The Winter 0f 1963.

A poor memory and an interest in local history is an unfortunate combination, and any memory of snow in 1963 has disappeared.  Vague memories are stirring of frost on the inside of the windows, paraffin heaters (and the threat of going too near them) and the stress the adults were under, caused by frozen pipes.  The winter of 1963 was the coldest of the 20th Century in the U.K.  It started around Christmas time and lasted until the middle of February with a short lull in the middle.  This piece is from the Rhyl Journal of January 31st 1963, when they obviously thought it was all over:

The thaw sets In

“The welcome thaw began in Rhyl on Friday, when the daytime temperature rose to 39 degrees Farenheit.  BUT – even if the thaw continues at the present rate it might be as long as two weeks more some people get a normal water supply to their houses.

Mr J. Round, the Water Engineer, told the Journal on Tuesday, that even service pipes, from mains to houses, which were two feet six inches underground, were frozen, and it would take a long time for them to melt.  Rising temperatures would help, and a considerable rainfall would also assist in unfreezing the ground.

The Water Department had a list of more than 700 houses without water and there were many hundreds besides, who had realised the futility of reporting “no water” because there was little the department could do.

Mr Round said that standpipes had now been fixed in 60 streets in Rhyl.  The strange thing, however, was that in most streets some residents had not been without water in their homes throughout the freeze-up.

The thaw, said Mr Round, would doubtless disclose many burst pipes.  He also pointed out that if there were large numbers of bursts, or if people left taps running unceasingly so as to prevent further freeze-ups, it could have a disastrous effect on the whole water supply”

Was there much snow in Rhyl during the Winter of 1962/3?  Your thoughts, as ever…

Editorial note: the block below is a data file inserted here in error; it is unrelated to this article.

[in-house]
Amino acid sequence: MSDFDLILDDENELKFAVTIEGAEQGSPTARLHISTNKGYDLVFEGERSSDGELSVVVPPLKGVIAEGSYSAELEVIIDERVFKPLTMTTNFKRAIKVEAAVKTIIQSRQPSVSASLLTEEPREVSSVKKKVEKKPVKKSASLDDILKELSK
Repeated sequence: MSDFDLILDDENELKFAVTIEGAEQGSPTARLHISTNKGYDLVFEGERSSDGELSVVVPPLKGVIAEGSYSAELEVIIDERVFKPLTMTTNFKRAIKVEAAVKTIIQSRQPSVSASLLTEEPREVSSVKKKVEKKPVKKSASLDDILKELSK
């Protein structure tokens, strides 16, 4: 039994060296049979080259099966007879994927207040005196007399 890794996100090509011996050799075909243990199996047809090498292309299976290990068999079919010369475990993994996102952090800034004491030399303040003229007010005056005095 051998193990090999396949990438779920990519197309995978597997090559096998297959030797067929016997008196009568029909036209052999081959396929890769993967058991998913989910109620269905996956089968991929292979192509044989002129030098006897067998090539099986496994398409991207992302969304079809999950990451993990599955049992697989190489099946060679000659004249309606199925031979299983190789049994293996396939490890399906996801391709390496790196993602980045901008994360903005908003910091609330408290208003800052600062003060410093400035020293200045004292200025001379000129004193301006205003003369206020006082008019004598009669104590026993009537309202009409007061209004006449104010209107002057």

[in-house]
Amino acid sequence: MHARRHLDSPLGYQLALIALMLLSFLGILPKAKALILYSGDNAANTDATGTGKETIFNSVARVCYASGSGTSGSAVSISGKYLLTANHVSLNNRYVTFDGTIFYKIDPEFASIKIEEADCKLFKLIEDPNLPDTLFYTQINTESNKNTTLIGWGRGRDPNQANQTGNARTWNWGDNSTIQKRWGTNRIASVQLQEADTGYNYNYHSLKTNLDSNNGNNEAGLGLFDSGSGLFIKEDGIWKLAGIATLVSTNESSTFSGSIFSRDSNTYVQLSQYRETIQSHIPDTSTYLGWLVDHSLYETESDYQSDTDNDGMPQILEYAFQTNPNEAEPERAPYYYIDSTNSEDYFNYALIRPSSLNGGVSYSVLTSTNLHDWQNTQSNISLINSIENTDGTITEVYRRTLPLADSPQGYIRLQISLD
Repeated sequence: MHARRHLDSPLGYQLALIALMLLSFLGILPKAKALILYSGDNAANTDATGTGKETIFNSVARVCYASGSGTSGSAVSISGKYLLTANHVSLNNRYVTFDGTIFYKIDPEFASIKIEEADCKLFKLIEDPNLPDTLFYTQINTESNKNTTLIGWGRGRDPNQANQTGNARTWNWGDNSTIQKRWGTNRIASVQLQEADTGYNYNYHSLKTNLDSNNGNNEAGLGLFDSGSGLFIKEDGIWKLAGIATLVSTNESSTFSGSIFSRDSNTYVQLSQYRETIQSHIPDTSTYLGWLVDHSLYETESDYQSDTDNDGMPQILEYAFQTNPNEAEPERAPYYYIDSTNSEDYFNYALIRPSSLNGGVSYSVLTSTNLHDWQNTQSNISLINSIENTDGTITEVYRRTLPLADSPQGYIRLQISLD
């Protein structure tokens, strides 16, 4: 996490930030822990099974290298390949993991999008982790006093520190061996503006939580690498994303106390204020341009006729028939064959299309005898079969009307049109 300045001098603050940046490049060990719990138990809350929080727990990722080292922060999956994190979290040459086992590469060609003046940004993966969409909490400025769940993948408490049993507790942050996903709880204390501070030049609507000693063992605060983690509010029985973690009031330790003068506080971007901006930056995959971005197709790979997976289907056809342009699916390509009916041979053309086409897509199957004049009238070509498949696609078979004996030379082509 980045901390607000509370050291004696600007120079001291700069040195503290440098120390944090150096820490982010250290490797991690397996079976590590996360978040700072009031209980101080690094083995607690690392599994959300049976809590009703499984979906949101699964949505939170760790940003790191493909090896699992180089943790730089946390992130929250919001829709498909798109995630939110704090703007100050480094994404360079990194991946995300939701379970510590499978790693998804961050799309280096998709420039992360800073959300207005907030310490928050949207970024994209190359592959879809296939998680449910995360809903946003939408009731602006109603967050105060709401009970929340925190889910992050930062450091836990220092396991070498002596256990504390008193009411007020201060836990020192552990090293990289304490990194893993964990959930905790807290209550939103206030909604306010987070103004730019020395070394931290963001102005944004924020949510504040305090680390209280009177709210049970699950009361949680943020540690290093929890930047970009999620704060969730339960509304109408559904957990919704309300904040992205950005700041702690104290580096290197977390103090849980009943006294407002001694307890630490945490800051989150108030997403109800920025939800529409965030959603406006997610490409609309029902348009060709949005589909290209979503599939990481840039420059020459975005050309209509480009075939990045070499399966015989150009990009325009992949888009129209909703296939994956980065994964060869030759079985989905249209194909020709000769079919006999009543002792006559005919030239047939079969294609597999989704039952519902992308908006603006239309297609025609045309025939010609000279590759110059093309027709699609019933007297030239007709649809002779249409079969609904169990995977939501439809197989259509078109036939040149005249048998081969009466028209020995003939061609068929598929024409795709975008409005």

Filed under 1960's, General

4 responses to “The Winter 0f 1963.

  1. John Davies

    I remember the winter of 1963, albeit vaguely, as I was only 11, but I definately remember it as I was doing a paper round for Korks in Abbey Street? ( Does anyone remember Beresford Kork, Aka Korky in the news agent come tuck shop on the corner of the entry opposite the Aquarium shop ? The thing I most remember was the snow, it was snowing so heavily that I was unable to finish my round, as the snow was drifting due to the high winds , and I was soaked to the skin and freezing cold, I couldn`t get through the snow it was so deep. Also if I remember correctly, wasn`t this the year that the harbour actually froze , almost totally over, really thick ice all over the harbour, it was all cracked but really thick ice, it was the worst winter I ever remember , even down to the old sash windows being frozen on the inside , I don`t remember any burst pipes though, but then again why should I?, it wasn`t my problem aged 11.

    • robin vyrnwy-pierce

      That was the year that the harbour froze over. Also I remember Korks as I did a paper round for them for a couple of years at that period.

  2. John Davies

    Hi Robin, I don`t know you , but I do remember there were other paper boys on different rounds , and the evening round as well , which i`m certain I did on the odd occasion when they were a lad short . Long time ago now , did you go to Christ Church school as I did?

    • Robin Vyrnwy-Pierce

      Yes and in 1961 up to the Grammar School. I remember Ken Williams and Miss Owen.
      My father owned Pierce’s Chemist in Water Street.

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